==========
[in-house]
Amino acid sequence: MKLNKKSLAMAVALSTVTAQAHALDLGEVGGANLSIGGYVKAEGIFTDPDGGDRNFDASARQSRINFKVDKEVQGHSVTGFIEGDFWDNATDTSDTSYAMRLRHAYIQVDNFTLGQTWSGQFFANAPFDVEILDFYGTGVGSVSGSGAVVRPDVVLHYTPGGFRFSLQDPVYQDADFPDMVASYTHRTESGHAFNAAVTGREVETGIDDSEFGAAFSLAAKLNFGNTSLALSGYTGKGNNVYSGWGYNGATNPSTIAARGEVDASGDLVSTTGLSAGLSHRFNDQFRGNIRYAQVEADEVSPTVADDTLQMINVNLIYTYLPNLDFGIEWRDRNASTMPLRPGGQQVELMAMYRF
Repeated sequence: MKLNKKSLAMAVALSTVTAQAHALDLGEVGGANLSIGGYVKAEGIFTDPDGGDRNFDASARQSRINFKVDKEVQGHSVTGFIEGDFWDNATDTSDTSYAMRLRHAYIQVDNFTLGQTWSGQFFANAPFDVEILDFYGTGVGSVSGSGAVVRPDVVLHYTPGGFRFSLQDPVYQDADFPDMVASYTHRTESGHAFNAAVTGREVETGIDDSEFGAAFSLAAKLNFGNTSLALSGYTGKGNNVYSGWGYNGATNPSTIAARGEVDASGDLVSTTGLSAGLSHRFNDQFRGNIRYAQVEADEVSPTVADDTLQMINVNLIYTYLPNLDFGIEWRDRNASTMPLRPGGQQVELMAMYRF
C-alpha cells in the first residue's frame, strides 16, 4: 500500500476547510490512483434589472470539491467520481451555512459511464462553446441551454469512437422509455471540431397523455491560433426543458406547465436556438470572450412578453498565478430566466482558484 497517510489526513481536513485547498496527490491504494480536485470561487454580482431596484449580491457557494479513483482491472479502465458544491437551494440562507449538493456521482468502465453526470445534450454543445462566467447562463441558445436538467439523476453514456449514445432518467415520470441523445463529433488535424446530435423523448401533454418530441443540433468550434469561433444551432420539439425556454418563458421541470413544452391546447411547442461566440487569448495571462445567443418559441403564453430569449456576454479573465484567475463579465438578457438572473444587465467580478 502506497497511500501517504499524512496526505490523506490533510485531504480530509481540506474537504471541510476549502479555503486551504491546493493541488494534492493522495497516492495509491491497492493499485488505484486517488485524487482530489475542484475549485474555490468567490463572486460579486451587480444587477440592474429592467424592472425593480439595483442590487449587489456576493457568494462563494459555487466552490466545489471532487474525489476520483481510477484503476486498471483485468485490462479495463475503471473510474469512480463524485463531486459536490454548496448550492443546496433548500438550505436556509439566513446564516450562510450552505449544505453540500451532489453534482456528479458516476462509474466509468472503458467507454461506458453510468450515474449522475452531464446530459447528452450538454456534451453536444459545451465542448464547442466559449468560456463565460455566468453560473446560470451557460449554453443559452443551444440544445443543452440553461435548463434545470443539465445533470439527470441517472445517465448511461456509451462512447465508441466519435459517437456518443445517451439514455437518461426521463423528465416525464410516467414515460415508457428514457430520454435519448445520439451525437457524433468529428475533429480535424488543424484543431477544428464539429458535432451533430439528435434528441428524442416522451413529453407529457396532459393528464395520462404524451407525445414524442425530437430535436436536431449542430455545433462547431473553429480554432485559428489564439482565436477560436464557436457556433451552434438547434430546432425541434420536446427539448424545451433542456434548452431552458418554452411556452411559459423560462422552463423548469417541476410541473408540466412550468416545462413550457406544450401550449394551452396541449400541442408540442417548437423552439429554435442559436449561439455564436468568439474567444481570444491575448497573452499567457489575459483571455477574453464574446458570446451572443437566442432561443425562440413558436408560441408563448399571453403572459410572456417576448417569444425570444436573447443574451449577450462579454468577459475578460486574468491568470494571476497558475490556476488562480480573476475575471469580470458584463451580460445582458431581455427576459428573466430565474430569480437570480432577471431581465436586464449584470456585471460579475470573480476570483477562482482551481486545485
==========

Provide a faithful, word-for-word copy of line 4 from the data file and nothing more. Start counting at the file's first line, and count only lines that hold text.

C-alpha cells in the first residue's frame, strides 16, 4: 500500500476547510490512483434589472470539491467520481451555512459511464462553446441551454469512437422509455471540431397523455491560433426543458406547465436556438470572450412578453498565478430566466482558484 497517510489526513481536513485547498496527490491504494480536485470561487454580482431596484449580491457557494479513483482491472479502465458544491437551494440562507449538493456521482468502465453526470445534450454543445462566467447562463441558445436538467439523476453514456449514445432518467415520470441523445463529433488535424446530435423523448401533454418530441443540433468550434469561433444551432420539439425556454418563458421541470413544452391546447411547442461566440487569448495571462445567443418559441403564453430569449456576454479573465484567475463579465438578457438572473444587465467580478 502506497497511500501517504499524512496526505490523506490533510485531504480530509481540506474537504471541510476549502479555503486551504491546493493541488494534492493522495497516492495509491491497492493499485488505484486517488485524487482530489475542484475549485474555490468567490463572486460579486451587480444587477440592474429592467424592472425593480439595483442590487449587489456576493457568494462563494459555487466552490466545489471532487474525489476520483481510477484503476486498471483485468485490462479495463475503471473510474469512480463524485463531486459536490454548496448550492443546496433548500438550505436556509439566513446564516450562510450552505449544505453540500451532489453534482456528479458516476462509474466509468472503458467507454461506458453510468450515474449522475452531464446530459447528452450538454456534451453536444459545451465542448464547442466559449468560456463565460455566468453560473446560470451557460449554453443559452443551444440544445443543452440553461435548463434545470443539465445533470439527470441517472445517465448511461456509451462512447465508441466519435459517437456518443445517451439514455437518461426521463423528465416525464410516467414515460415508457428514457430520454435519448445520439451525437457524433468529428475533429480535424488543424484543431477544428464539429458535432451533430439528435434528441428524442416522451413529453407529457396532459393528464395520462404524451407525445414524442425530437430535436436536431449542430455545433462547431473553429480554432485559428489564439482565436477560436464557436457556433451552434438547434430546432425541434420536446427539448424545451433542456434548452431552458418554452411556452411559459423560462422552463423548469417541476410541473408540466412550468416545462413550457406544450401550449394551452396541449400541442408540442417548437423552439429554435442559436449561439455564436468568439474567444481570444491575448497573452499567457489575459483571455477574453464574446458570446451572443437566442432561443425562440413558436408560441408563448399571453403572459410572456417576448417569444425570444436573447443574451449577450462579454468577459475578460486574468491568470494571476497558475490556476488562480480573476475575471469580470458584463451580460445582458431581455427576459428573466430565474430569480437570480432577471431581465436586464449584470456585471460579475470573480476570483477562482482551481486545485